Khandker MahbubThe 16th amendment annulment verdict has shaken the government in such a way that Bangladesh Nationalist Party (BNP) has considered this an opportunity to reap benefits out of it.BNP vice chairman and former president of the Supreme Court Bar Association (SCBA) Khandker Mahbub Hossain said this in an interview that came up in Prothom Alo print edition on Wednesday.Prothom Alo joint editor Mizanur Rahman Khan took the interview on the 16th amendment annulment verdict that scrapped parliament’s power to remove judges on the grounds of misconduct and incapacity.”I think that the observations made in the verdict are accurate and timely. The chief justice in his observations depicted a true picture of irregularities and injustice prevailing in society,” said Mahbub Hossain.When his attention was drawn to the observation made by justice Hasan Foez Siddique that Bangladesh lost its character as a sovereign and people’s republic during the autocratic rules of Ziaur Rahman and HM Ershad, the BNP leader said this observation has grieved them.”We are aggrieved at this observation. Ziaur Rahman had built friendly relations with the neighbouring country and taken all-out measures to protect the sovereignty. We are scrutinising the pros and cons of the verdict,” he said.Asked about the allegation of ruling Bangladesh Awami League (AL) that the BNP is using the verdict for its political goal, Mahbub said, “BNP is not doing politics centring on the verdict. Maybe, our party is trying to gain a political leverage from it.”He said, “The government is so shaken by the judgement that we see this as an opportunity.”Asked why the BNP is considering the verdict a historic one whereas it branded its founder Ziaur Rahman as a usurper, Mahbub said the independence of judiciary is the basic pillar of an independent democratic society and the 16th constitutional amendment was a big blow to the judiciary.Asked if the BNP would seek to expunge observations that go against Ziaur Rahman and the BNP, the party vice chairman said observations are the opinions of the judges. It will contain both good and bad. “I think BNP will take a decision after a thorough scrutiny of the verdict.”Mahbub Hossain went on to say, “The verdict accurately reflects the socio-political condition of the country. In which, it has been said in an oblique reference to Bangabandhu that no achievement can be made by a single person. And Zia’s name came in the observation by the way of talking about the martial law.”*The article is rewritten based on the interview by Rabiul Islam
A map of Guatemala. Photo: AFPA Guatemalan court on Wednesday sentenced a former soldier to 5,160 years in prison for the massacre of 201 peasants during one of the worst atrocities of the Central American nation’s civil war.The court found Santos Lopez “responsible as author” of 171 of the killings and sentenced him to 30 years for each, or 5,130 years in total.He received an additional 30 years linked to the killing of a surviving child, but the sentences are symbolic because Guatemala’s maximum prison term is 50 years.Lopez was a member of a US-trained counterinsurgency force called Kaibil. He was arrested in the United States and deported in 2016.According to the investigation, Lopez belonged to a patrol that committed the massacre in December 1982 in Dos Erres, on the border with Mexico. The soldiers were trying to recover about 20 rifles stolen by guerrillas during an earlier ambush which left 19 soldiers dead.The story of Dos Erres was told in the 2017 documentary “Finding Oscar,” executive-produced by Steven Spielberg, which recounts the search for another boy whose life was spared and who was then raised by one of the soldiers.A handful of other “Kaibiles” have been convicted, each receiving a sentence of more than 6,000 years in prison.Three others accused in the slaughter were jailed in the US for immigration violations. Several others are believed to reside in the United States.The massacre occurred during the rule of dictator Efrain Rios Montt, who himself was indicted on charges of genocide and died last April.Rios Montt allegedly ordered the murders of 1,771 indigenous Ixil-Maya people during his short reign in 1982-83, which came at the height of the 36-year civil war.According to the UN, about 200,000 people died or were made to disappear during Guatemala’s war, which ended in 1996.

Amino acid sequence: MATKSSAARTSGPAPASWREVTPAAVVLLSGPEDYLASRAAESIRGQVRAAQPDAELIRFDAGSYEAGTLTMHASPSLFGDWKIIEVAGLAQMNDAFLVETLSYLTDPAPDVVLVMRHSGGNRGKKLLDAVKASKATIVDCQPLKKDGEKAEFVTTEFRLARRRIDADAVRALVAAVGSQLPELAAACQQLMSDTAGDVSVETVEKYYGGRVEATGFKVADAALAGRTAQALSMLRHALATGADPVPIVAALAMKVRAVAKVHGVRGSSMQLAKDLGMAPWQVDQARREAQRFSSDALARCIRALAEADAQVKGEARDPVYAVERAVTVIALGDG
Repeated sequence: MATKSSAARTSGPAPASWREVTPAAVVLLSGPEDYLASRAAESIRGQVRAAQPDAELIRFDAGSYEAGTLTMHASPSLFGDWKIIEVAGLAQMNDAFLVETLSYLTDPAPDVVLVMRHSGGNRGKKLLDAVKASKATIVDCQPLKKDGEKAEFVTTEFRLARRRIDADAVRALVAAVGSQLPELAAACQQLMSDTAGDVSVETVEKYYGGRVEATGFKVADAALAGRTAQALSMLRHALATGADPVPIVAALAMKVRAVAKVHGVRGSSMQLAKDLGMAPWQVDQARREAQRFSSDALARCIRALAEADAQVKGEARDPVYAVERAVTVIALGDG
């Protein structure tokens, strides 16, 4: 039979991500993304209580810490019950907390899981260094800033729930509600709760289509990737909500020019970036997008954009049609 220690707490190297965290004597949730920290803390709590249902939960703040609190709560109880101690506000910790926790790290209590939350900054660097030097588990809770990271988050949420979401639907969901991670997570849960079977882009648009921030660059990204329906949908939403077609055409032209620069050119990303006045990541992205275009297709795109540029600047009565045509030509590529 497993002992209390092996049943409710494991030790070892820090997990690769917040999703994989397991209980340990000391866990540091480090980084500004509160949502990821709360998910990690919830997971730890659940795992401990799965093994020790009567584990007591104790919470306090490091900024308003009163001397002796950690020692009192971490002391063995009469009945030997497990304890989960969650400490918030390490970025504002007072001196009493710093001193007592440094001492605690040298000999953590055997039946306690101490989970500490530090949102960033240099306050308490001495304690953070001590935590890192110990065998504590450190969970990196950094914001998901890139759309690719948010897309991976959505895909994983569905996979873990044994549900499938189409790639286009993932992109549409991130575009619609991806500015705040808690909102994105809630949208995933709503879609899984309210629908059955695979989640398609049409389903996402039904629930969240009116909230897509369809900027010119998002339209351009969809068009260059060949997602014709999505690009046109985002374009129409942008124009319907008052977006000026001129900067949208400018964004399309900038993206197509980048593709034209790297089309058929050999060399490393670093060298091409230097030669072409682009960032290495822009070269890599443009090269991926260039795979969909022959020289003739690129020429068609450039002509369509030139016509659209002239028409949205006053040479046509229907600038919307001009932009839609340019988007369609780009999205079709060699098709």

State Rep. Bronna Kahle this week voted in favor of a plan to ban the sale of e-cigarettes to minors and prevent individuals under 18 from possessing vaping products in Michigan.Kahle, of Adrian, said the number of teenagers who use e-cigarettes has increased dramatically over the past few years, prompting parents, teachers and law enforcement officers to reach out to her with concerns. In a recent study, one in five Michigan high school students reported having used an e-cigarette during the previous 30 days.“Vaping is becoming more and more popular among our teenagers, and I’m hearing that many have the misconception that it’s safe,” Kahle said. “It’s time we take action to reverse this alarming trend and get e-cigarettes out of children’s hands.”Electronic cigarettes are battery-operated devices that deliver nicotine and flavoring without burning tobacco. The devices are small and often look harmless – including a version that looks just like a computer flash drive – making them appealing to teens and difficult to detect in schools.According to the Centers for Disease Control, vaping nicotine can harm adolescent brain development and lead to addiction. Many vaping products also contain diacetyl, which is commonly associated with “popcorn lung” – a condition that damages airways.Senate Bills 106 and 155 received overwhelming support in the House and now head to the governor for consideration.### Categories: Kahle News 16May Rep. Kahle votes to protect Michigan youth from dangers of e-cigarettes